KHARTOUM (Reuters) - A Sudanese court sentenced 29 members of the national intelligence service to death by hanging on Monday over the killing of a teacher in detention in February during protests that led to the overthrow of former president Omar al-Bashir.
The group that spearheaded the protests welcomed the ruling, the first to deliver sentences over crackdowns on demonstrations in the months before and after Bashir was toppled in April.
Prosecuting members of the intelligence services is seen as a test of how far Sudan’s transitional government will go to erase Bashir’s legacy and challenge the security apparatus.
“This day is a victory for justice, a victory for all Sudanese and a victory for the revolution,” teacher Ahmed al-Khair’s brother Saad told reporters after the verdict.
Thirteen defendants were sentenced to prison terms and a further four were acquitted in the ruling, which could face several stages of appeal.
The judge listed 27 agents from Kassala, capital of eastern Kassala state, who received death sentences. Another two agents from Khashm al-Qirba, the town in Kassala state where teacher Khair was killed, were also sentenced to death, a lawyer said.
Khair’s death became a rallying point during 16 weeks of protests against Bashir’s rule. His family said security officials initially claimed he had died of poisoning, though days later a state investigation found he had died of injuries from beating.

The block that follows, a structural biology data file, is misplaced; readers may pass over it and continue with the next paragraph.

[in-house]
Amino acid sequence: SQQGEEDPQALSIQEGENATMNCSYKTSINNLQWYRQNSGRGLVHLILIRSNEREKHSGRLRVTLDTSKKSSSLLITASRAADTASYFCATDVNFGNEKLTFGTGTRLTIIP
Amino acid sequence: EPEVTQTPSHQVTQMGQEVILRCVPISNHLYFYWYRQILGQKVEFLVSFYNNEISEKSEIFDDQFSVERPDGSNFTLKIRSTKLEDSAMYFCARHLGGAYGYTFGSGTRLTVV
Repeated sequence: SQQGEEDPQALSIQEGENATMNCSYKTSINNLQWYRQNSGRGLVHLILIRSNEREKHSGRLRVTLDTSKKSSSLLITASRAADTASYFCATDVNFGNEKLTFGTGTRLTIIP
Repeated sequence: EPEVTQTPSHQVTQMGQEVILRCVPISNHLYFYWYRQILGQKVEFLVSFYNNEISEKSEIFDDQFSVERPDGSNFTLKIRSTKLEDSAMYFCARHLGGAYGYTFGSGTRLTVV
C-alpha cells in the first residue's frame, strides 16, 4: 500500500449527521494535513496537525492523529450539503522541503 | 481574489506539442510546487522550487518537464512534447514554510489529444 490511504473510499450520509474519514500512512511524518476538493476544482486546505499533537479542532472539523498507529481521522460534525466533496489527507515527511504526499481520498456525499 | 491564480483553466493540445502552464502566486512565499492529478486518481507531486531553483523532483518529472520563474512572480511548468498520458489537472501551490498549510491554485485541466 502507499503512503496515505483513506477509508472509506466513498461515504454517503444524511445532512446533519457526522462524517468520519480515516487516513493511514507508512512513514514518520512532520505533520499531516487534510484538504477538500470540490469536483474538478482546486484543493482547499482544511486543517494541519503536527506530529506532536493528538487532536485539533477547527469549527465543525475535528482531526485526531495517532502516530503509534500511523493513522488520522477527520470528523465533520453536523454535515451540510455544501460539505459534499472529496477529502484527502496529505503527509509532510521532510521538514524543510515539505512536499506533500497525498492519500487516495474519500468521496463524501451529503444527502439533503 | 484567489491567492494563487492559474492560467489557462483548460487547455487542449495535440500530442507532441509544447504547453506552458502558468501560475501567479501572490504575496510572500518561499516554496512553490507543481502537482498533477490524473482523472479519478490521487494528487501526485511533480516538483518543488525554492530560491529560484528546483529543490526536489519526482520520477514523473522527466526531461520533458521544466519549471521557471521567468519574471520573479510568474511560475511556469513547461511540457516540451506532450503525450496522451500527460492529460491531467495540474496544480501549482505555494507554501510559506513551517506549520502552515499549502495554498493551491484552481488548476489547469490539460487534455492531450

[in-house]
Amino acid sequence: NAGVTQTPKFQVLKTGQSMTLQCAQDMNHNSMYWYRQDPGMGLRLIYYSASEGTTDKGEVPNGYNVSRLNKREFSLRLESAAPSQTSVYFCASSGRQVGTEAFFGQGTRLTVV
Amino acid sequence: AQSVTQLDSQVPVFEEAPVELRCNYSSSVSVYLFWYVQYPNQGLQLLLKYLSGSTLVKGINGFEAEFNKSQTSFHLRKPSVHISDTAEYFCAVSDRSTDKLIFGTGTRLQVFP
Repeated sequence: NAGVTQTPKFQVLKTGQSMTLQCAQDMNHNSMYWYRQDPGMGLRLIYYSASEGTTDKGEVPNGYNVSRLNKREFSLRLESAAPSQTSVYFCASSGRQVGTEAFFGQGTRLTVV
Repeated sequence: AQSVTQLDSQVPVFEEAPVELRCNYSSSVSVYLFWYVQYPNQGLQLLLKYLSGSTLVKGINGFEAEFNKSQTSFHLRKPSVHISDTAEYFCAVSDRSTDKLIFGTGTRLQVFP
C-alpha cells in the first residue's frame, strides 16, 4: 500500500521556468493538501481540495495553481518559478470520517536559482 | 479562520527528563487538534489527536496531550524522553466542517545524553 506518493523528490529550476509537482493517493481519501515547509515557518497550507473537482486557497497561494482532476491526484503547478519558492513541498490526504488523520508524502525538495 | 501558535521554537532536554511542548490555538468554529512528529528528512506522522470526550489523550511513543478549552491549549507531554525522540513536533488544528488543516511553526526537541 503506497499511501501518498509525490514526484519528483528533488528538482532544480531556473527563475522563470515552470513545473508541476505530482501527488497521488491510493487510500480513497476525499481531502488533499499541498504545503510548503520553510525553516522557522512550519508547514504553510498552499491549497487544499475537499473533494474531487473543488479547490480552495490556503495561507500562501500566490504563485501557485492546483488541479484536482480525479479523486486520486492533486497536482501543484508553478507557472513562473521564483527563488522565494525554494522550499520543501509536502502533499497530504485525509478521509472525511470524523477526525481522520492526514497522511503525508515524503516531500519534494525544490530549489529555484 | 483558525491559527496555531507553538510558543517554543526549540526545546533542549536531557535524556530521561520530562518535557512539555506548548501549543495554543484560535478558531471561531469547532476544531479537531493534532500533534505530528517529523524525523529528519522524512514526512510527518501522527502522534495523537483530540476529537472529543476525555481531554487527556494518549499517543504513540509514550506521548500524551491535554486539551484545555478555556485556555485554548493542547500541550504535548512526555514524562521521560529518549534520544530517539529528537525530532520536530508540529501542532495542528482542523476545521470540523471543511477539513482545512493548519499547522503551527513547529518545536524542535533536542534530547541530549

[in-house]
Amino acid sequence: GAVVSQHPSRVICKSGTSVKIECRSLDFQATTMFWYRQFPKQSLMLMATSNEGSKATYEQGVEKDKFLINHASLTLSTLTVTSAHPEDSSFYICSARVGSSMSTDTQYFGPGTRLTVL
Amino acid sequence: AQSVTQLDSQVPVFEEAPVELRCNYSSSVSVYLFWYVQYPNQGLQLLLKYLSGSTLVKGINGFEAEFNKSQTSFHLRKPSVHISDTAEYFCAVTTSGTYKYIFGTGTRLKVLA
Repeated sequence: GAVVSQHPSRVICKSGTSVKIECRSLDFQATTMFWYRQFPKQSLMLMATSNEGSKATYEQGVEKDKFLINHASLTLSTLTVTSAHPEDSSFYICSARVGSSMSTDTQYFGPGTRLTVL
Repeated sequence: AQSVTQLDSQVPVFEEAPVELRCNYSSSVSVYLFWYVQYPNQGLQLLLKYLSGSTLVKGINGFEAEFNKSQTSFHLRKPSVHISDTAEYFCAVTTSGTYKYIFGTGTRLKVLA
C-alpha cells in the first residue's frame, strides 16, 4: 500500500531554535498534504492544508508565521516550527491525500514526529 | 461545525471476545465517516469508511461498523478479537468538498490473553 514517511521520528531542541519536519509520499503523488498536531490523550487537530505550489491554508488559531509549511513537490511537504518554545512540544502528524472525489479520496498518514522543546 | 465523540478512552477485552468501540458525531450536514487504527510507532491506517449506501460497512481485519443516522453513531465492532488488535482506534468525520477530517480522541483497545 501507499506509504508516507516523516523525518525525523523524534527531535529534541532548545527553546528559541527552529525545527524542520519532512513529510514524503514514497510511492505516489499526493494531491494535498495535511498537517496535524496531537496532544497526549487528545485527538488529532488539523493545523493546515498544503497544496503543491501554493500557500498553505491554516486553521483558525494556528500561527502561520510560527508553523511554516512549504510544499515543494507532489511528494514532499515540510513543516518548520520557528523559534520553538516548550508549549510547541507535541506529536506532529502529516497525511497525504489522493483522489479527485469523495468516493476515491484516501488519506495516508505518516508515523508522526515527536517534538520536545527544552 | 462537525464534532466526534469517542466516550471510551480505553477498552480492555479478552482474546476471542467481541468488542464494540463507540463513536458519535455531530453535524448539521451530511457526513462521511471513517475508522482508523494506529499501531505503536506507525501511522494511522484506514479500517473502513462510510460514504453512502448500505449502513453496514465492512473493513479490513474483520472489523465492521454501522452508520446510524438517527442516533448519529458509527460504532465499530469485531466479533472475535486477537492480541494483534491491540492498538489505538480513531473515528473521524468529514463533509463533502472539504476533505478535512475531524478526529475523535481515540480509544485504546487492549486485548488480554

Hundreds of people rallied outside the court in Omdurman where the verdict was delivered on Monday, some waving national flags or holding pictures of Khair.
They broke into celebration after the ruling. Security forces fired tear gas to try to clear the rally and reopen roads. One woman, who suffered from asthma, died after inhaling tear gas, according to a doctors’ committee linked to the anti-Bashir protests.
The Sudanese Professionals Association (SPA), which spearheaded protests against Bashir, said the trial restored confidence in the judiciary.
“With this ruling, the revolution will have paid off its debt to the martyrs a first time, to be followed as many times as the number of martyrs,” it said.
The SPA is an important member of the Forces of Freedom and Change coalition that struck a three-year power-sharing deal with the military in August.
Dozens of protesters were killed during crackdowns on the protests against Bashir, and dozens died when security forces cleared a sit-in pushing for further change in June.
Writing by Aidan Lewis; Editing by Andrew Cawthorne and Nick Macfie
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